Ever since I moved to this house 13 years ago, I envisioned a yard filled with native plants. Backyard Lac Amora Sept 2008I don’t mind the soft touch of bluegrass under my feet, but why do we need so much of it?

I started small, filling the small spaces with buffalograss, planting side-oats grama, mountain mahogany, but I wanted a native meadow. Out came the garden beds. Beds 2794 W 12th Ave 2003Out came the turf. In went the butterfly garden, only to die in the drought that turned the century. I may put a vegetable garden in its place.

Scattering yarrow seeds years ago, I didn’t imagine the weeding I do now, the struggle with the invasive roots.

Five species of penstemon out of three hundred.
I’ve just started.

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  1. BernardL July 20, 2009 at 9:53 am - Reply

    If your goal was making your yard look like a wild field, you succeeded. It looks a bit susceptible to wildfires though. 🙂

  2. Beth Partin July 20, 2009 at 10:18 am - Reply

    Bernard, some days I wish a wildlife would come through just that part of my yard and burn out all the weeds. It would save me some work. I wonder if Broomfield would let me do a controlled burn?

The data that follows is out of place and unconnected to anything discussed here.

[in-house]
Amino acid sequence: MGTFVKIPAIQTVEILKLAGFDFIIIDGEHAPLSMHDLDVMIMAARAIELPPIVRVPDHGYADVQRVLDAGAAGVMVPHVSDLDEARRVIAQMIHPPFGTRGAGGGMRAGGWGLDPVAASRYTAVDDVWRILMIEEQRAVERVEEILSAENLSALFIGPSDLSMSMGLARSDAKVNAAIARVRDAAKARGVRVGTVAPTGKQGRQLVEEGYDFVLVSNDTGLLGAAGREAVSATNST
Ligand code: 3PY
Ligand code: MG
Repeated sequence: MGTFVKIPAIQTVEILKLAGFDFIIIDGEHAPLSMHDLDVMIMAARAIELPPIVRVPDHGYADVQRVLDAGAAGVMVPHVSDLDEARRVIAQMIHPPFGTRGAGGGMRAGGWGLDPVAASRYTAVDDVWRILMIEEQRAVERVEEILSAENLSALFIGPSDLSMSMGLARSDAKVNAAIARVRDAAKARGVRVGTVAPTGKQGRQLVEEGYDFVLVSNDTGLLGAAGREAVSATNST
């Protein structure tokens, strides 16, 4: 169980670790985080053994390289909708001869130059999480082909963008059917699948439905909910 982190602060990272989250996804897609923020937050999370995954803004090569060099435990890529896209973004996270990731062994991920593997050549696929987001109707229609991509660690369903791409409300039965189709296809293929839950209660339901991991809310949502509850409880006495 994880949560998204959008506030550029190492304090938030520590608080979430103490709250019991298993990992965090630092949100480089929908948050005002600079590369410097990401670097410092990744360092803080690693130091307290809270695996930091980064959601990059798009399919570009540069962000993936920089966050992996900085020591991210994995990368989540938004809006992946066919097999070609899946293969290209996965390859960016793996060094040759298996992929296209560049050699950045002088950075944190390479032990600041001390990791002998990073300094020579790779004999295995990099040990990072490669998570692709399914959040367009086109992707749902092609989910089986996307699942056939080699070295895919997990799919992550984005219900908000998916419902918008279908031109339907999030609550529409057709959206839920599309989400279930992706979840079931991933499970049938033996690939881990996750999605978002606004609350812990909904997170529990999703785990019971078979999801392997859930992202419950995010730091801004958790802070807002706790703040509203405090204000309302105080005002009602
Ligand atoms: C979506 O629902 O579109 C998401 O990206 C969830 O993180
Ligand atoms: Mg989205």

I should have posted a picture of the field next to my garden: just covered with seedheads.
    .-= Beth Partin´s last blog ..MonHaibun: Redo, Redo =-.

  3. Mary July 20, 2009 at 10:21 pm - Reply

    Living downtown like I do, I think the open space looks lovely pretty much just the way it is! I love the energy of the city, but I do sometimes think a bit more nature in my daily life would be nice.
    .-= Mary´s last blog ..Mile High sky =-.

  4. Beth July 20, 2009 at 11:16 pm - Reply

    I guess I’ve done so much restoration that I notice noxious weeds, kind of the way I notice typos because I’ve been a copyeditor so long. But open space is nice. I’m glad I got to have a home with a good view of the mountains for so long.
    .-= Beth´s last blog ..MonHaibun: Redo, Redo =-.